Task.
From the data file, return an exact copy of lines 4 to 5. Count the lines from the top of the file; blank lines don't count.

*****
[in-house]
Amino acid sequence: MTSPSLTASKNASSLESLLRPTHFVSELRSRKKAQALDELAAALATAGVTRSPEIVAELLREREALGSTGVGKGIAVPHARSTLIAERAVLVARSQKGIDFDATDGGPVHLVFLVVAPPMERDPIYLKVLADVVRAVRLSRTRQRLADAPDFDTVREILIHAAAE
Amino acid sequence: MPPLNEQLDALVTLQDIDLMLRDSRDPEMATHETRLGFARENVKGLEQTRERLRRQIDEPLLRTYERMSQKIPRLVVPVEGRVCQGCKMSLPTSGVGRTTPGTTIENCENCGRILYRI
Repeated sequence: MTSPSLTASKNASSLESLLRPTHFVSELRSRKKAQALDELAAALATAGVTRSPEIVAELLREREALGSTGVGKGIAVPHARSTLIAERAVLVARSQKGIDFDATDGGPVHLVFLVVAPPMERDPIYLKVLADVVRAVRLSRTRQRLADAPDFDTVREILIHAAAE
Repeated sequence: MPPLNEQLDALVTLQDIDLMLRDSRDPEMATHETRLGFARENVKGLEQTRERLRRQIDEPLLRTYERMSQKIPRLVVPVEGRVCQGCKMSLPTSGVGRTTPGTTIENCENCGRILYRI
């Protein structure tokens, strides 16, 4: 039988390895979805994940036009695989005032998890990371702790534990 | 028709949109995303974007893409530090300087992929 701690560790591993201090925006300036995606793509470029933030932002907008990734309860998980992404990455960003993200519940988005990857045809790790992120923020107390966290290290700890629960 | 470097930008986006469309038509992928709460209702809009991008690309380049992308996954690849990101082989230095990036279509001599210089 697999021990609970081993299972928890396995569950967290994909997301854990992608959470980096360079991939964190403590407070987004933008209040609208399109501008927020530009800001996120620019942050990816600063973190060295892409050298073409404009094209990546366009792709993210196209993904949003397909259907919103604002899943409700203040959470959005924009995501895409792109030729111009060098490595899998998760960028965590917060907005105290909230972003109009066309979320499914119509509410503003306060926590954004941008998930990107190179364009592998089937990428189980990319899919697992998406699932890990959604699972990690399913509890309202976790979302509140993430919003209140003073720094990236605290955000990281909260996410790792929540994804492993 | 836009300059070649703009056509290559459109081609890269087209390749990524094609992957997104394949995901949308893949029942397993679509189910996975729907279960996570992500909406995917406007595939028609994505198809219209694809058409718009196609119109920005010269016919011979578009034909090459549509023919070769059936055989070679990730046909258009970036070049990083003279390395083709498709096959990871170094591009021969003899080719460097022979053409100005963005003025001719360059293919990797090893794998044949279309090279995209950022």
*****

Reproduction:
Repeated sequence: MTSPSLTASKNASSLESLLRPTHFVSELRSRKKAQALDELAAALATAGVTRSPEIVAELLREREALGSTGVGKGIAVPHARSTLIAERAVLVARSQKGIDFDATDGGPVHLVFLVVAPPMERDPIYLKVLADVVRAVRLSRTRQRLADAPDFDTVREILIHAAAE
Repeated sequence: MPPLNEQLDALVTLQDIDLMLRDSRDPEMATHETRLGFARENVKGLEQTRERLRRQIDEPLLRTYERMSQKIPRLVVPVEGRVCQGCKMSLPTSGVGRTTPGTTIENCENCGRILYRI